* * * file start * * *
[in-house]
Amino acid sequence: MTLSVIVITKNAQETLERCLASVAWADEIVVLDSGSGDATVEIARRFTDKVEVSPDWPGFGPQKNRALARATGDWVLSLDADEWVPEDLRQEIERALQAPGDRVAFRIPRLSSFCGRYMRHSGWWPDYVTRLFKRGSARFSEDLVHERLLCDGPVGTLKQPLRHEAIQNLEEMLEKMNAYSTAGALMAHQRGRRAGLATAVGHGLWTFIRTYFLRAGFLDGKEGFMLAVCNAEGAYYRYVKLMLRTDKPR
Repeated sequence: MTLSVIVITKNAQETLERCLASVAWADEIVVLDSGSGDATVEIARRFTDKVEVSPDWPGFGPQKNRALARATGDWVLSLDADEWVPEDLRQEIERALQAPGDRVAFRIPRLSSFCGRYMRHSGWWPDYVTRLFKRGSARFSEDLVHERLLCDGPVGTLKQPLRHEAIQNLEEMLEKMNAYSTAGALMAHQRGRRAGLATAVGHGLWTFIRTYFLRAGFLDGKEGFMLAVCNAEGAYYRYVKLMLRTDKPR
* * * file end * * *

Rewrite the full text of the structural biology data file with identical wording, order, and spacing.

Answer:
[in-house]
Amino acid sequence: MTLSVIVITKNAQETLERCLASVAWADEIVVLDSGSGDATVEIARRFTDKVEVSPDWPGFGPQKNRALARATGDWVLSLDADEWVPEDLRQEIERALQAPGDRVAFRIPRLSSFCGRYMRHSGWWPDYVTRLFKRGSARFSEDLVHERLLCDGPVGTLKQPLRHEAIQNLEEMLEKMNAYSTAGALMAHQRGRRAGLATAVGHGLWTFIRTYFLRAGFLDGKEGFMLAVCNAEGAYYRYVKLMLRTDKPR
Repeated sequence: MTLSVIVITKNAQETLERCLASVAWADEIVVLDSGSGDATVEIARRFTDKVEVSPDWPGFGPQKNRALARATGDWVLSLDADEWVPEDLRQEIERALQAPGDRVAFRIPRLSSFCGRYMRHSGWWPDYVTRLFKRGSARFSEDLVHERLLCDGPVGTLKQPLRHEAIQNLEEMLEKMNAYSTAGALMAHQRGRRAGLATAVGHGLWTFIRTYFLRAGFLDGKEGFMLAVCNAEGAYYRYVKLMLRTDKPR